So How Does Your Septic System Actually Clean Your Wastewater?
If you’ve ever wondered how your septic system is able to clean all of the sewage and wastewater you produce from your home, get ready, because we’re about to tell you! While being hooked up to a city sewer system is obviously preferred, don’t fear a properly functioning and maintained septic system as they are an excellent means of safely treating domestic wastewater.
Originating in France, septic tanks were invented by John Mouras sometime around 1860. So you could say with over 150 years of use behind them the science behind a septic system is somewhat solid, pardon the pun!
When Mr. Mouras built his first septic system he began with a simple prototype. The tank was formed with concrete and the original piping was made of clay pipe, which is no longer in use today (we use PVC now). The piping would channel the wastewater from Mr. Mouras’ home out to the concrete septic tank, placed in his yard. When the sewage eventually overflowed from the tank, it would then be released into a cesspool. As the story goes, after nearly ten years, he decided to open the concrete tank to see what was happening inside of the prototype. To his surprise, the tank was virtually completely free of solids. Because of this success, the septic system was introduced into the United States in about 1883 and it’s use widely spread.
The Texas Department of Health estimates there are over 2.2 million operational septic systems within the state with another 45,000 or so new septic systems being installed in the state annually. Septic systems still remain the most economical solution for treating large amounts of wastewater in rural locations or wherever city sewer is not being installed due to costs or location.
Although many different types of septic systems are used, they generally operate under the same principles.
#1. In a typical onsite septic system (Type 1), wastewater from sinks, tubs, showers and toilets flushes out of the house into a septic tank that separates and stores any solid particles that either settle to the bottom or float to the top in the first of two compartments. In the case of a package treatment plant type of system (Types 2 & 3), a tank called a “trash tank” may precede the treatment plant. Beneficial bacteria help to break down the accumulated solids in these tanks, but eventually the solids will build up to a level that requires the septic tank to be pumped out.
#2. The partially treated wastewater then flows from the tank through an effluent filter and into a distribution box or D-Box. It’s the D-Box’s job to evenly distribute the wastewater discharge into a network of pipes that lie buried in drain rock in trenches in the dispersal system or your “septic field” or “leach field”. Small holes in the pipes called perforations allow the wastewater to seep into the drain rock and then into the soil where it is broken down by bacteria.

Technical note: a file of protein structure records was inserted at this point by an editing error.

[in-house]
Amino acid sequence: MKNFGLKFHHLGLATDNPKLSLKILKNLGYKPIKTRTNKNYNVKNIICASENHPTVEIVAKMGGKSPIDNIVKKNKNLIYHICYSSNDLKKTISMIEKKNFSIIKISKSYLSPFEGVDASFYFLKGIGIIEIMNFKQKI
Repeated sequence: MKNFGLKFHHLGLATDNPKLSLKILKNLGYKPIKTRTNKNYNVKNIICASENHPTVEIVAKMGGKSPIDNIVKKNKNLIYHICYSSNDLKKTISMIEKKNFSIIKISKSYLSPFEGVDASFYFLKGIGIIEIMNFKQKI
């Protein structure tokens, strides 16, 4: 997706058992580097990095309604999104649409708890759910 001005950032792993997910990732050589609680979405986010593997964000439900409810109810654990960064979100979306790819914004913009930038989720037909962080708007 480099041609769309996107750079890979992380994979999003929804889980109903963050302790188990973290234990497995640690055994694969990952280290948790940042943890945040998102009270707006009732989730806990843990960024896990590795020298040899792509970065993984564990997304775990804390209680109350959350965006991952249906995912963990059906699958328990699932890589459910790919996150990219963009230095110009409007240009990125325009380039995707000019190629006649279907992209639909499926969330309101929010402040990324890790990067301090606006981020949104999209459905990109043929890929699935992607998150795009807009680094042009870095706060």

#3. Natural filtration and further bacterial action in the soil remove any remaining particles in the wastewater. When your wastewater finally reaches the water table, the wastewater has been treated and cleansed and poses no harm to the environment. When septic systems work properly, they are efficient and inexpensive to maintain; if they fail, they can cause unpleasant odors, water pollution, major repair or replacement costs and potential health hazards.
Why Is It Necessary To Pump Out Your Septic Tank?
While the bacteria inside your tank and septic field work hard to break down the solids, sometimes they can be overwhelmed. A properly sized septic tank is only large enough to store 3-5 years of sludge build up (tank solids) depending on the size of your household and frequency of use. When the solids in the septic tank build up, the breakdown process becomes much less effective and more solids will be escaping from the septic tank compartments and into the soil absorption area, leech field or dispersal field. This leads to major problems.
If too much sludge accumulates in your dispersal field it can lead to system failure and you’ll likely have wastewater coming to the surface around the dispersal field, causing potential health hazards or worse case, causing the sewage from the tank to back up into your home.
Your septic tank should be pumped at least once every 3-5 years to help protect your property and delicate eco-systems and watersheds from contaminated water and sewage.
Navarro County Septic Pumping Pumps Out Septic Tanks In Texas
Navarro County Septic Pumping is a septic tank pumping and vacuum truck services company based out of Frost, Texas and serving Navarro County, Ellis and the surrounding area.
We specialize in pumping out residential septic, commercial septic, lift stations, and holding tanks of all sizes We offer prompt and efficient service that is competitively priced.
If you’d like to receive a quote to pump out your septic tank or holding tank please give us a call (903) 875-5746 or fill out our contact form and we’ll get right back to you.